In backtests, it is a common approach to execute the trades at the opening of the next bar, and this is precisely what Tradingview is automatically doing. Failing to account for this is called lookahead bias and introduces the error of using information that would not be readily available in a live trading environment.

There are lots of common backtesting mistakes that we can make without even noticing it, and you can read all about them in this article.

How to analyze strategy performance in Tradingview

Once we’ve created a strategy, we can click on the “Strategy Tester” ribbon next to the Pine Editor we just used. 

Tradingview will present us with lots of metrics that are commonly used in backtesting and strategy performance analysis. You will find a more detailed list in the “Performance Summary” ribbon.

When analyzing the performance of a strategy, it is a good practice to start by looking at the following metrics:

  • Net Profit
  • Sharpe Ratio
  • Average Bars in Trades
  • Avg Winning Trade’
  • Avg Losing Trade
  • Percent Profitable (of trades)
  • Max. Drawdown

A common oversight that should be avoided by all means is to ignore the number of margin calls if our strategy uses leverage. Margin calls generate a path dependence on the returns of a strategy and have a significant effect on the overall performance.

Using Accurate Backtesting Settings in Tradingview

The previous backtest has a few limitations and overoptimistic assumptions that would not be replicated in a live trading environment. These can all be tweaked in the settings button within the “Strategy Tester” section (image below).

You will be prompted with the following set of parameters:

At the risk of stating the obvious, you should set the parameters as similar as possible to your live trading parameters.

Setting realistic backtesting parameters

Some intraday strategies can be highly profitable in gross terms but impracticable in real life due to their inherent execution costs. The more trades your strategy places on a given period of time, the more sensitive it will be to these costs. Thus, properly accounting for them is not only important but essential.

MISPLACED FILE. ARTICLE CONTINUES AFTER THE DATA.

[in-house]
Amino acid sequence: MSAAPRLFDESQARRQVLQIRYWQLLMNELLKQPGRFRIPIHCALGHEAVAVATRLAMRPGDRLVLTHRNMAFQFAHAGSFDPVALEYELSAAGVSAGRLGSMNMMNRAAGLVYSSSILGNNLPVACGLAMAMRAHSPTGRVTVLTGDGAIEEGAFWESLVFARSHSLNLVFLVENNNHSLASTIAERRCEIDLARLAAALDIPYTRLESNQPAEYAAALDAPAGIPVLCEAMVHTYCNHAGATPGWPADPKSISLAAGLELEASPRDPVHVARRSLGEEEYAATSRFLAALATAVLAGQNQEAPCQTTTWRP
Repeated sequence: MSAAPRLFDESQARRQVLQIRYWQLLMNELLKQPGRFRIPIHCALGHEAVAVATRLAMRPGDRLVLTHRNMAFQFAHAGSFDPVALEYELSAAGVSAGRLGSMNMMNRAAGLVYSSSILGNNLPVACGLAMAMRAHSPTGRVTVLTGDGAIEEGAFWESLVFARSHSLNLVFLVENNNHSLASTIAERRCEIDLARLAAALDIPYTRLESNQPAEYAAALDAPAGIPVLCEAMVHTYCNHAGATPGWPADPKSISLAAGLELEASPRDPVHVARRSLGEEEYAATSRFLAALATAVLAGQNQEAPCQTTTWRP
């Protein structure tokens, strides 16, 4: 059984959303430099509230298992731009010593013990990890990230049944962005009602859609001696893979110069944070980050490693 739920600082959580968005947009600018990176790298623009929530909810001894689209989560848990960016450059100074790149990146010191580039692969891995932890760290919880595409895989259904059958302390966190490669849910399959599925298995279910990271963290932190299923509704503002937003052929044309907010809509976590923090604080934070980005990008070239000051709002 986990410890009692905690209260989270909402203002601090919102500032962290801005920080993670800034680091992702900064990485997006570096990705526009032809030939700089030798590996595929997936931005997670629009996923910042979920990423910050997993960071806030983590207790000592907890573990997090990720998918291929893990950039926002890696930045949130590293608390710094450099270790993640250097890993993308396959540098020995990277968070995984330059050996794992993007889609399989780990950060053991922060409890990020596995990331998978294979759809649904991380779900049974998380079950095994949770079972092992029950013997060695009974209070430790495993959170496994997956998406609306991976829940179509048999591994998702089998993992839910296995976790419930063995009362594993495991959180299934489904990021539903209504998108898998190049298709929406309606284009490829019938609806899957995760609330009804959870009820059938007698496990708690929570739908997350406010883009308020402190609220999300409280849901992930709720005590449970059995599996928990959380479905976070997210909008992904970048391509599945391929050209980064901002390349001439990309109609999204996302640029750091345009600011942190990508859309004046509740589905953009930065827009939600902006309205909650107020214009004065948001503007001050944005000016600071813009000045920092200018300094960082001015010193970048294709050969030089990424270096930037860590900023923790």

The two most relevant settings you should spend some time setting are Fees and Slippage.

The Fees parameter should be set precisely to the ones offered by your broker, but they usually range between 0% and 0.1%.

Slippage, on the other hand, requires us to make some assumptions. It depends mostly on our order size and the volume traded of the asset we are interested in. The larger our trades, the higher our impact on the order book and the larger our slippage. Also, the higher the total volume traded of an asset, the higher its liquidity and the lower the slippage.

In most cases, setting slippage between 0.05% and 0.15% will be reasonable. It is also good practice to increase slippage in fixed intervals and measure its impact on the strategy’s performance.

The abovementioned values should be more carefully considered and statistically analyzed if you are trading a highly illiquid asset or trading with a large account. But, if you’re trading Tesla with a $25.000 account, these should be a good approximation.

Changing the order size in Tradingview

You might be interested in using a fixed dollar amount per trade instead using a fixed quantity. In my case, I’m interested in expressing it as a percentage of my assets under management. This can be changed in the following input and dropdown boxes:

It is worth mentioning that these parameters will be overridden by the code in your Pine Editr, meaning that you should remove any specified quantities from your entries in order to allow for the global settings to have effect.

Is backtesting in Tradingview Accurate?

As with most freely available backtesters, backtesting in Tradingview has a few limitations. Having said that, it has overcome some major limitations in the last couple of years and is nowadays comparable to other trusted engines.

You should only backtest using candlestick bars and never use HeikenAshi, Renko, or Kagi bars. These use the wrong price levels as entries and will yield highly over-optimistic results.

Another limitation that is common to most backtesting engines is the fact that Tradingview operates on closed bars instead of tick data. This means that it does not know the price evolution within a bar and as such, cannot determine if the high occurred before the low or vice-versa.

This forces Tradingview to make assumptions, and it chooses to be optimistic:

  • If you’re long, it will assume that the high occurred before the low
  • If you’re short, it will assume that the low occurred before the high

Due to this, Tradingview implemented the “Bar Magnifier” option, which does consider intrabar data for more accurately replicating live-trading performance. For example, if you’re trading based on 1 Minute bars, Tradingview will use 5-second bars for executing the trading logic. Sadly, this option is not available on the free plan.


As you can see, Tradingview has a very powerful backtester, capable of delivering reliable metrics on par with most similar tools. This tool will be more than enough for most use cases, but if you ever want to test something related to machine learning, market-making, or high frequency, you must resort to a proper programming language like Python. Until then, Tradingview is the way to go!